Former Vice President of Business Development for Government Contractor Found Guilty of 14 Counts of Unauthorized Access to a Protected Computer
|U.S. Attorney’s Office May 03, 2013|
ALEXANDRIA, VA—Robert Edwin Steele, 38, of Alexandria, Virginia, was convicted today by a federal jury of 14 counts of unauthorized access to a protected computer.
Neil H. MacBride, United States Attorney for the Eastern District of Virginia; and Valerie Parlave, Assistant Director in Charge of the Federal Bureau of Investigation’s Washington Field Office, made the announcement after the verdict was accepted by United States District Judge Gerald Bruce Lee.
Steele was specifically found guilty of two misdemeanor and twelve felony violations of Title 18, United States Code, Section 1030(a)(2). When he is sentenced on July 19, 2013, Steele faces a maximum term of imprisonment of one year on each of the two misdemeanor counts and five years on each of the felonies.
Steele was indicted on December 13, 2012, on 14 counts of unauthorized access to a protected computer. According to court records and evidence at trial, Steele worked at multiple companies involved in government contracting. On December 15, 2010, Steele resigned from one government contracting firm, described in court documents as Company A, due to a dispute about his compensation with Company A and Company B, another government contracting firm that was in the process of acquiring Company A.
When Steele left Company A on December 15, 2010, he provided verbal and written assurances to officials of Company A that he would not access its systems after his departure, and even urged them to shut down his existing accounts. That same day, however, Steele began logging into Company A’s e-mail systems using a secret administrative account which he learned about during his work for Company A. Steele immediately began downloading hundreds of proprietary documents using this administrative account.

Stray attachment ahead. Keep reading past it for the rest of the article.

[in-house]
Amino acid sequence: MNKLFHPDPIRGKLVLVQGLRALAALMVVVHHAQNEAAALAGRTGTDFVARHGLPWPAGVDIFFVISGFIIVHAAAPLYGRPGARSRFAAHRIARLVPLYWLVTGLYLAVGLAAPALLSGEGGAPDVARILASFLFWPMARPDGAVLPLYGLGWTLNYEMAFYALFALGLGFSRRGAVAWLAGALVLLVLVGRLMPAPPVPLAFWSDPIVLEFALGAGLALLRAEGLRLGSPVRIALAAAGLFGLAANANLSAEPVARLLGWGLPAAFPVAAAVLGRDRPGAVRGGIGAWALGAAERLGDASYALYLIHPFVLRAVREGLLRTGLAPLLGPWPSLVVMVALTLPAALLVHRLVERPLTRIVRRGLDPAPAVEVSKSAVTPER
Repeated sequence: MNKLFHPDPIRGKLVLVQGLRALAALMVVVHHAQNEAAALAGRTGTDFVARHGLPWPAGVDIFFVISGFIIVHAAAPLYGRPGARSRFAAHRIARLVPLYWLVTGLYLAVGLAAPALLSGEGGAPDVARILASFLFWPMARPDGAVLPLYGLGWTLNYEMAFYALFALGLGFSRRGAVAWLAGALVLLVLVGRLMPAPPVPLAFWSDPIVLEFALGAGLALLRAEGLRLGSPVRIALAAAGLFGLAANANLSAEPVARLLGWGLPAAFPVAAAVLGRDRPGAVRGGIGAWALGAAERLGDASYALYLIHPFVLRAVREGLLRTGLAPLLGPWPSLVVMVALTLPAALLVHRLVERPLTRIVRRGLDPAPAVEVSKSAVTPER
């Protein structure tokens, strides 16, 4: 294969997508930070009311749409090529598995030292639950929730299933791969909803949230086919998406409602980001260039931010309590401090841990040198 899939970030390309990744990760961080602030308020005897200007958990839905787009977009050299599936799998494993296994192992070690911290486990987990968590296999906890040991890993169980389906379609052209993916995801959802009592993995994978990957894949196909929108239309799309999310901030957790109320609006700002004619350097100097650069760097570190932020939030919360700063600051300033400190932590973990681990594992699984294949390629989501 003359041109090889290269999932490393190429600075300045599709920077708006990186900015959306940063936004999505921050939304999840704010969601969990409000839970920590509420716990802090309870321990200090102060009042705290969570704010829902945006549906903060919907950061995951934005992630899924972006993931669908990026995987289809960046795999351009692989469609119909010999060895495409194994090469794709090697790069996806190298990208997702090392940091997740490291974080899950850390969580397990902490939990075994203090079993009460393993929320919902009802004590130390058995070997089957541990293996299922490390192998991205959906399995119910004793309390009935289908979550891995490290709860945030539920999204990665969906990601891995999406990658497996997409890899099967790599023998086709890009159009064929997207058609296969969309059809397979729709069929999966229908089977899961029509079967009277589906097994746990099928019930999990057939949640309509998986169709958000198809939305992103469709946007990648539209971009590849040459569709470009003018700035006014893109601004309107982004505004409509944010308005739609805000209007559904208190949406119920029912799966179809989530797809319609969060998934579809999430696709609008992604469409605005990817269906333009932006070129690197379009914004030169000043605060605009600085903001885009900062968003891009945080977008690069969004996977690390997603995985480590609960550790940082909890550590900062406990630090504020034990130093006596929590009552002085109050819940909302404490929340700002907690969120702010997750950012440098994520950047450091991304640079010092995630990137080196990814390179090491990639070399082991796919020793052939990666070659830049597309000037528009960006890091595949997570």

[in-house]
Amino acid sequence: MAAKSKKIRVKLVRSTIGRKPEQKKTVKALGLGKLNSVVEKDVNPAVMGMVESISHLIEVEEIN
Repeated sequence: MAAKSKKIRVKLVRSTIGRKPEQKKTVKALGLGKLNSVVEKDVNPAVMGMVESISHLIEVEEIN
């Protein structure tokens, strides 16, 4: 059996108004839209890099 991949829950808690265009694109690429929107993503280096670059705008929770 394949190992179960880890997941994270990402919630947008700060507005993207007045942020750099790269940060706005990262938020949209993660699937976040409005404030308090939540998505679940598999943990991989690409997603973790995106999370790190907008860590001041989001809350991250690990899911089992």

Shortly after resigning, Steele joined another government contractor, Company C, that directly competed with Companies A and B for government contracts. At Company C, Steele worked as “Director of Law Enforcement” and prepared bids for government contracts on law enforcement projects. In that position, Steele undercut Company A’s bid on a government contract by approximately $100,000, while downloading Company A’s documents on the same contract. Although his attempt to win the bid failed, Steele continued to methodically sift through thousands of valuable documents stored on computers for Company A.
From December 15, 2010 until September 2, 2011, when agents for the Federal Bureau of Investigation seized equipment used by Steele to access the account, Company A’s system had been accessed by their former employee more than 79,000 times.
This case was investigated by the Federal Bureau of Investigation’s Washington Field Office. The Office of the Inspector General for the General Services Administration provided additional assistance.
Assistant United States Attorney Alexander T.H. Nguyen and Special Assistant United States Attorney Jonathan Keim are prosecuting the case on behalf of the United States.